Pa was gone. Ma sat alone, holding tight to the reins with both hands. Mary hid her face in the blanket again, but Laura rose up farther. She couldn’t see the creek bank. She couldn’t see any- thing in front of the wagon but water rushing at it. And in the water, three heads; Pet’s head and Patty’s head and Pa’s small, wet head. Pa’s fist in the water was holding tight to Pet’s bridle.
Laura could faintly hear Pa’s voice through the rushing of the water. It sounded calm and cheerful, but she couldn’t hear what he said. He was talking to the horses. Ma’s face was white and scared.
“Lie down, Laura,” Ma said.
Laura lay down. She felt cold and sick. Her eyes were shut tight, but she could still see the terrible water and Pa’s brown beard drowning in it.
For a long, long time the wagon swayed and swung, and Mary cried without making a sound, and Laura’s stomach felt sicker and sicker. Then the front wheels struck and grated, and Pa shouted. The whole wagon jerked and jolted and tipped backward, but the wheels were turning on the ground. Laura was up again, holding to the seat; she saw Pet’s and Patty’s scrambling wet backs climbing a steep bank, and Pa running be- side them, shouting, “Hi, Patty! Hi, Pet! Get up! Get up! Whoopsy-daisy! Good girls!”
At the top of the bank they stood still, panting and dripping. And the wagon stood still, safely out of that creek.
Pa stood panting and dripping, too, and Ma said, “Oh, Charles!”
“There, there, Caroline,” said Pa. “We’re all safe, thanks to a good tight wagon-box well fastened to the running-gear. I never saw a creek rise so fast in my life. Pet and Patty are good swimmers, but I guess they wouldn’t have made it if I hadn’t helped them.”
If Pa had not known what to do, or if Ma had been too frightened to drive, or if Laura and Mary had been naughty and bothered her, then they would all have been lost. The river would have rolled them over and over and carried them away and drowned them, and nobody would ever have known what became of them. For weeks, perhaps, no other person would come along that road.
“Well,” said Pa, “all’s well that ends well,” and Ma said, “Charles, you’re wet to the skin.”
Before Pa could answer, Laura cried, “Oh, where’s Jack?”
They had forgotten Jack. They had left him on the other side of that dreadful water and now they could not see him anywhere. He must have tried to swim after them, but they could not see him struggling in the water now.
Laura swallowed hard, to keep from crying. She knew it was shameful to cry, but there was crying inside her. All the long way from Wisconsin poor Jack had followed them so patiently and faithfully, and now they had left him to drown. He was so tired, and they might have taken him into the wagon. He had stood on the bank and seen the wagon going away from him, as if they didn’t care for him at all. And he would never know how much they wanted him.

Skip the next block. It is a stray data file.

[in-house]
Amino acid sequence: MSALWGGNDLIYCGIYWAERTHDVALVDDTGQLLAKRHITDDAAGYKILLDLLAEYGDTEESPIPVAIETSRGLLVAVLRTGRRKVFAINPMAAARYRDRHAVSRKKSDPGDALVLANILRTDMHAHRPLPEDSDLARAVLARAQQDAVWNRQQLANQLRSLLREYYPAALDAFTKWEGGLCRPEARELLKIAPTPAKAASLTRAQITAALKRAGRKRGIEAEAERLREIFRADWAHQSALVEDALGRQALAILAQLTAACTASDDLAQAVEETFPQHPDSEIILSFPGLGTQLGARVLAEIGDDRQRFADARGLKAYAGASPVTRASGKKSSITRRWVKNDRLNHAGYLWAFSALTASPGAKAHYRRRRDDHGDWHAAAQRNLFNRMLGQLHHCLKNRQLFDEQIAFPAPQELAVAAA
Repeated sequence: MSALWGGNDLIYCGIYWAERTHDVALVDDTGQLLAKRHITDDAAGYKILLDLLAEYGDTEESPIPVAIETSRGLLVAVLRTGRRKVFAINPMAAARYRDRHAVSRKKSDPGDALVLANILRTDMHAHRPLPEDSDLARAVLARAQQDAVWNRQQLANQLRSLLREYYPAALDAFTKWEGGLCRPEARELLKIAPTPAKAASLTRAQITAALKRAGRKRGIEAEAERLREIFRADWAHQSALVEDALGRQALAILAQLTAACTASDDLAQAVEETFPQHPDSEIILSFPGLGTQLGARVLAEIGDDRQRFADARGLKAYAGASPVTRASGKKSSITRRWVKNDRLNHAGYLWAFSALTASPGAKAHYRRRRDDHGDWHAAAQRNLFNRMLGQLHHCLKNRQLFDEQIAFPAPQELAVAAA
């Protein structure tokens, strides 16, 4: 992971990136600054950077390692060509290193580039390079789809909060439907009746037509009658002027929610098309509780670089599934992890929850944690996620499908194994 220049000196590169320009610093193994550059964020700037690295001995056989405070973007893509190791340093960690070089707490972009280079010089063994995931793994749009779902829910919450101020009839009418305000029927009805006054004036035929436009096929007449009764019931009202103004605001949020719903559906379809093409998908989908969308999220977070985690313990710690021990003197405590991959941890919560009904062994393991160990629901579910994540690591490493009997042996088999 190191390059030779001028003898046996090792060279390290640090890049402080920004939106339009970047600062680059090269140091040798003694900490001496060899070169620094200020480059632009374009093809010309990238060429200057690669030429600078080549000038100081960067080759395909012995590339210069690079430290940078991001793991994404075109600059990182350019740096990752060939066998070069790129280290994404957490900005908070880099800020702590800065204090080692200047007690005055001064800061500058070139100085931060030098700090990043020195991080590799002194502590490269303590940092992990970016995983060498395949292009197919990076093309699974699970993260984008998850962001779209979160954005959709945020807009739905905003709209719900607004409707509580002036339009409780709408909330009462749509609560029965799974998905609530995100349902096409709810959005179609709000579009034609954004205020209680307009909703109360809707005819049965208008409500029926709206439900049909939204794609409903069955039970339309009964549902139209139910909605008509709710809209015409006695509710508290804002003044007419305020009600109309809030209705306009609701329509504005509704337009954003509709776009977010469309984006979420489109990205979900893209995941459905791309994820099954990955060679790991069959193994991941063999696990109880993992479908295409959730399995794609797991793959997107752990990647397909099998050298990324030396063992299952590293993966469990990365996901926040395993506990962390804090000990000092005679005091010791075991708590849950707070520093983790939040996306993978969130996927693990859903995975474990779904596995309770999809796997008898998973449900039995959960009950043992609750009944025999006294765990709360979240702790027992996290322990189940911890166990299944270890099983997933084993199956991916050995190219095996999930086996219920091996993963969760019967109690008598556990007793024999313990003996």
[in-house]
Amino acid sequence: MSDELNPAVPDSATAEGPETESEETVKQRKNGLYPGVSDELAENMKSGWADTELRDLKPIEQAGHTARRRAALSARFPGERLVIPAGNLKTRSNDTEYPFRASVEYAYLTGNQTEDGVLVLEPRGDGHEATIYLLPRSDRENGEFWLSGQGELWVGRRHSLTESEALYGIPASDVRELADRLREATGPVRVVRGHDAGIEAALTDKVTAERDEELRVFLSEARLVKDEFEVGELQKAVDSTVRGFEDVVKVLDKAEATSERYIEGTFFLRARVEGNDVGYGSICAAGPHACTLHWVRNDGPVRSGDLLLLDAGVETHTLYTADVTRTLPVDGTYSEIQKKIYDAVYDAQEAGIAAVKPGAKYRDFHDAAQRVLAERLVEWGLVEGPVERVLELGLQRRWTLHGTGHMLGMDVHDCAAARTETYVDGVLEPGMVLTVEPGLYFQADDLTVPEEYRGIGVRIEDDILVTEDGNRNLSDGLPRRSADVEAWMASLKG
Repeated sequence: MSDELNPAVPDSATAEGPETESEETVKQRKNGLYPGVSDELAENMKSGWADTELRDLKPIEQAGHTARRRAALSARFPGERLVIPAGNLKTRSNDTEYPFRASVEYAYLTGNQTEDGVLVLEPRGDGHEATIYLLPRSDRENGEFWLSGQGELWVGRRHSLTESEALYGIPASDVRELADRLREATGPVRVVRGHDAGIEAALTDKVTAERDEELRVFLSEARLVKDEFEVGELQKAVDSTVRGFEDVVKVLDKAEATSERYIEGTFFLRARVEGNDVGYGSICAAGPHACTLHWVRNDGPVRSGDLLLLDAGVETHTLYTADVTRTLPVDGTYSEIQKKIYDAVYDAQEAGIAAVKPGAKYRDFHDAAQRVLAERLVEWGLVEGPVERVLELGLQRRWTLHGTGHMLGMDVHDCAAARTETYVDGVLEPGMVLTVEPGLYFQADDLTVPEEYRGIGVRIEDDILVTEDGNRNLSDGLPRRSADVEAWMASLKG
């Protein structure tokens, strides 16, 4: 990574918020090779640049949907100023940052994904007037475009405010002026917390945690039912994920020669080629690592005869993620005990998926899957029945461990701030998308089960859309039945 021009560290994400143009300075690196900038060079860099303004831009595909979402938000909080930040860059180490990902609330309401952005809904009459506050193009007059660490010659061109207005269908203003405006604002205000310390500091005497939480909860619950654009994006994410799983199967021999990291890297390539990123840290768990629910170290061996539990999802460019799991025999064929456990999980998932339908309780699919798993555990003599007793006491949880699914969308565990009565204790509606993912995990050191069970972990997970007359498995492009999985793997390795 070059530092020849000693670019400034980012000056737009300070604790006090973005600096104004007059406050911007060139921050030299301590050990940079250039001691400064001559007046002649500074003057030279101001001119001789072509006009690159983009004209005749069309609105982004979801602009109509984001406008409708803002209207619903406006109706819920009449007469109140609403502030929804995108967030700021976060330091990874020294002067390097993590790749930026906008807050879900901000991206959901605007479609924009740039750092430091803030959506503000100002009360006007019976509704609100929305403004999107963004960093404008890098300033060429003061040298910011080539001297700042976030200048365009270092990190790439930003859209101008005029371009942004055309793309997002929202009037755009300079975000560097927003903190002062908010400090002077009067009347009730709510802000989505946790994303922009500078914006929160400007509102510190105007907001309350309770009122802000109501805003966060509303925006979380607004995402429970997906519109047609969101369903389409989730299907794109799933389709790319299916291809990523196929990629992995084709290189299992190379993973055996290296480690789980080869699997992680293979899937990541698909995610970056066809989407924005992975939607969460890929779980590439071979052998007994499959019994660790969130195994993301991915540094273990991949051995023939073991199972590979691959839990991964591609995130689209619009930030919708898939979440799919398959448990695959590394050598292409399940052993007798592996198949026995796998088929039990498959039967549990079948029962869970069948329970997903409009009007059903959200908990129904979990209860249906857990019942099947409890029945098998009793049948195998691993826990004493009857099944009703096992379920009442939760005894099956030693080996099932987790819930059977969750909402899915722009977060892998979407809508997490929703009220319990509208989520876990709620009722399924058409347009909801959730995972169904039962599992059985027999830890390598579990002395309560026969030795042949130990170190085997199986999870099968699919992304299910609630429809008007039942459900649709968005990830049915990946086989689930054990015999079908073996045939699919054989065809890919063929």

Pa said he wouldn’t have done such a thing to Jack, not for a million dollars. If he’d known how that creek would rise when they were in mid- stream, he would never have let Jack try to swim it. “But that can’t be helped now,” he said.
He went far up and down the creek bank, looking for Jack, calling him and whistling for him.
It was no use. Jack was gone.
At last there was nothing to do but to go on. Pet and Patty were rested. Pa’s clothes had dried on him while he searched for Jack. He took the reins again, and drove uphill, out of the river bottoms.
Laura looked back all the way. She knew she wouldn’t see Jack again, but she wanted to. She didn’t see anything but low curves of land coming between the wagon and the creek, and beyond the creek those strange cliffs of red earth rose up again.
Then other bluffs just like them stood up in front of the wagon. Faint wheel tracks went into a crack between those earthen walls. Pet and Patty climbed till the crack became a small grassy valley. And the valley widened out to the High Prairie once more.
No road, not even the faintest trace of wheels or of a rider’s passing, could be seen anywhere. That prairie looked as if no human eye had ever seen it before. Only the tall wild grass covered the endless empty land and a great empty sky arched over it. Far away the sun’s edge touched the rim of the earth. The sun was enormous, and it was throbbing and pulsing with light. All around the sky’s edge ran a pale pink glow, and above the pink was yellow, and above that blue. Above the blue the sky was no color at all. Purple shadows were gathering over the land, and the wind was mourning.
Pa stopped the mustangs. He and Ma got out of the wagon to make camp, and Mary and Laura climbed down to the ground, too.
“Oh, Ma,” Laura begged, “Jack has gone to heaven, hasn’t he? He was such a good dog; can’t he go to heaven?”
Ma did not know what to answer, but Pa said: “Yes, Laura, he can. God that doesn’t forget the sparrows won’t leave a good dog like Jack out in the cold.” Laura felt only a little better. She was not happy. Pa did not whistle about his work as usual, and after a while he said, “And what we’ll do in a wild country without a good watchdog I don’t know.”